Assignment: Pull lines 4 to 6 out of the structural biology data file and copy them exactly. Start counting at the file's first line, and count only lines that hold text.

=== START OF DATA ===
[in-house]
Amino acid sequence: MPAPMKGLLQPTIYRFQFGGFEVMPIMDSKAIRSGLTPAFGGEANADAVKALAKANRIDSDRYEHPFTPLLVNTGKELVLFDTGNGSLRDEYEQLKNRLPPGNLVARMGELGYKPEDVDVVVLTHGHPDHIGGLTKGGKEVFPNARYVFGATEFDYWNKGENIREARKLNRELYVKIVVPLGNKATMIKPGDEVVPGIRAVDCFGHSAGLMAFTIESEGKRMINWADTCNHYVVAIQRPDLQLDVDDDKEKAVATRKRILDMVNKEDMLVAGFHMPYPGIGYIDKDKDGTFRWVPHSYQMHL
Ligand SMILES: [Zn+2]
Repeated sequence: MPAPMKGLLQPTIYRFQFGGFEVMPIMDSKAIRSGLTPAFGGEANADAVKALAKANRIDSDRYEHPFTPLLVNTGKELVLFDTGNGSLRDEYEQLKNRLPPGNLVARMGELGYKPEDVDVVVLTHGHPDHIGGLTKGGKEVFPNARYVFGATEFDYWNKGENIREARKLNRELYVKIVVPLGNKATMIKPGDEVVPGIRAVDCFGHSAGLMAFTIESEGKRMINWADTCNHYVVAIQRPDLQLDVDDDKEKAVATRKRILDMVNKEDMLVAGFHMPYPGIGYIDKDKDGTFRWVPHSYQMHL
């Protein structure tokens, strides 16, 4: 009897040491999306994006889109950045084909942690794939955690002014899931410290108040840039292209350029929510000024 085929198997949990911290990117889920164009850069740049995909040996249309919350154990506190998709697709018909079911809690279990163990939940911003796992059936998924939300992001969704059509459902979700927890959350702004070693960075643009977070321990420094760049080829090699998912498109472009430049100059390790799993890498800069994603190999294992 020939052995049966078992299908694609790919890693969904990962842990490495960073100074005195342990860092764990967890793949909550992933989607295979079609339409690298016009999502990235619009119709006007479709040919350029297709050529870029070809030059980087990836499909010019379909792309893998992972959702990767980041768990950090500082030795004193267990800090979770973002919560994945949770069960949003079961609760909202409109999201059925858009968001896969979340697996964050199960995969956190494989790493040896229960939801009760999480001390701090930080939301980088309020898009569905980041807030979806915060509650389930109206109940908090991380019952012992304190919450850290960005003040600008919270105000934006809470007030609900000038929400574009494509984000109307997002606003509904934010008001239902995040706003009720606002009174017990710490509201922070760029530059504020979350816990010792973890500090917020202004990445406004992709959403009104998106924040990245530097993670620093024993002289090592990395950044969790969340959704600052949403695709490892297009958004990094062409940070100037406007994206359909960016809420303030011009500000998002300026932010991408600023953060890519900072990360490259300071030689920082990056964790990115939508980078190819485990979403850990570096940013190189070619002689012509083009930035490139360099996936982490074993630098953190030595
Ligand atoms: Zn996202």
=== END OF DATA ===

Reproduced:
Repeated sequence: MPAPMKGLLQPTIYRFQFGGFEVMPIMDSKAIRSGLTPAFGGEANADAVKALAKANRIDSDRYEHPFTPLLVNTGKELVLFDTGNGSLRDEYEQLKNRLPPGNLVARMGELGYKPEDVDVVVLTHGHPDHIGGLTKGGKEVFPNARYVFGATEFDYWNKGENIREARKLNRELYVKIVVPLGNKATMIKPGDEVVPGIRAVDCFGHSAGLMAFTIESEGKRMINWADTCNHYVVAIQRPDLQLDVDDDKEKAVATRKRILDMVNKEDMLVAGFHMPYPGIGYIDKDKDGTFRWVPHSYQMHL
């Protein structure tokens, strides 16, 4: 009897040491999306994006889109950045084909942690794939955690002014899931410290108040840039292209350029929510000024 085929198997949990911290990117889920164009850069740049995909040996249309919350154990506190998709697709018909079911809690279990163990939940911003796992059936998924939300992001969704059509459902979700927890959350702004070693960075643009977070321990420094760049080829090699998912498109472009430049100059390790799993890498800069994603190999294992 020939052995049966078992299908694609790919890693969904990962842990490495960073100074005195342990860092764990967890793949909550992933989607295979079609339409690298016009999502990235619009119709006007479709040919350029297709050529870029070809030059980087990836499909010019379909792309893998992972959702990767980041768990950090500082030795004193267990800090979770973002919560994945949770069960949003079961609760909202409109999201059925858009968001896969979340697996964050199960995969956190494989790493040896229960939801009760999480001390701090930080939301980088309020898009569905980041807030979806915060509650389930109206109940908090991380019952012992304190919450850290960005003040600008919270105000934006809470007030609900000038929400574009494509984000109307997002606003509904934010008001239902995040706003009720606002009174017990710490509201922070760029530059504020979350816990010792973890500090917020202004990445406004992709959403009104998106924040990245530097993670620093024993002289090592990395950044969790969340959704600052949403695709490892297009958004990094062409940070100037406007994206359909960016809420303030011009500000998002300026932010991408600023953060890519900072990360490259300071030689920082990056964790990115939508980078190819485990979403850990570096940013190189070619002689012509083009930035490139360099996936982490074993630098953190030595
Ligand atoms: Zn996202």